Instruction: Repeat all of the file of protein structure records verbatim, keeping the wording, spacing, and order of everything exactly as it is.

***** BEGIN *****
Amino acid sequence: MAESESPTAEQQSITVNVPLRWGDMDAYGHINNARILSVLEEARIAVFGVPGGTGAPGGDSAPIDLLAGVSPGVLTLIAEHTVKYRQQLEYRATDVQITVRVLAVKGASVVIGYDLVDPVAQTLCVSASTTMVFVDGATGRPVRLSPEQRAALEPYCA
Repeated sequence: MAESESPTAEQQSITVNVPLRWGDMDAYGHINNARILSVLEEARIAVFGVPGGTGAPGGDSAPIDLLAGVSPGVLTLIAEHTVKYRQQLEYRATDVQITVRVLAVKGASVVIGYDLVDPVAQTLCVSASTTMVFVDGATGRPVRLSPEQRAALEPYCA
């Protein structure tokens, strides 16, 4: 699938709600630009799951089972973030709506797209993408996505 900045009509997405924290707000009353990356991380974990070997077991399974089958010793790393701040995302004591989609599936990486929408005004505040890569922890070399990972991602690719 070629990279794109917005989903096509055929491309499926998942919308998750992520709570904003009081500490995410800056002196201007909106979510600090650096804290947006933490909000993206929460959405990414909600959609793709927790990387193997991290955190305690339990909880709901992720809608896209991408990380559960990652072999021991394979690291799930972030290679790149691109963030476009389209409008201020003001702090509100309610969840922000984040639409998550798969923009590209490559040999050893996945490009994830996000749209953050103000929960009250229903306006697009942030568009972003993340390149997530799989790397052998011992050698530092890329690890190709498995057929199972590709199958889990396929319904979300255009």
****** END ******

Amino acid sequence: MAESESPTAEQQSITVNVPLRWGDMDAYGHINNARILSVLEEARIAVFGVPGGTGAPGGDSAPIDLLAGVSPGVLTLIAEHTVKYRQQLEYRATDVQITVRVLAVKGASVVIGYDLVDPVAQTLCVSASTTMVFVDGATGRPVRLSPEQRAALEPYCA
Repeated sequence: MAESESPTAEQQSITVNVPLRWGDMDAYGHINNARILSVLEEARIAVFGVPGGTGAPGGDSAPIDLLAGVSPGVLTLIAEHTVKYRQQLEYRATDVQITVRVLAVKGASVVIGYDLVDPVAQTLCVSASTTMVFVDGATGRPVRLSPEQRAALEPYCA
């Protein structure tokens, strides 16, 4: 699938709600630009799951089972973030709506797209993408996505 900045009509997405924290707000009353990356991380974990070997077991399974089958010793790393701040995302004591989609599936990486929408005004505040890569922890070399990972991602690719 070629990279794109917005989903096509055929491309499926998942919308998750992520709570904003009081500490995410800056002196201007909106979510600090650096804290947006933490909000993206929460959405990414909600959609793709927790990387193997991290955190305690339990909880709901992720809608896209991408990380559960990652072999021991394979690291799930972030290679790149691109963030476009389209409008201020003001702090509100309610969840922000984040639409998550798969923009590209490559040999050893996945490009994830996000749209953050103000929960009250229903306006697009942030568009972003993340390149997530799989790397052998011992050698530092890329690890190709498995057929199972590709199958889990396929319904979300255009």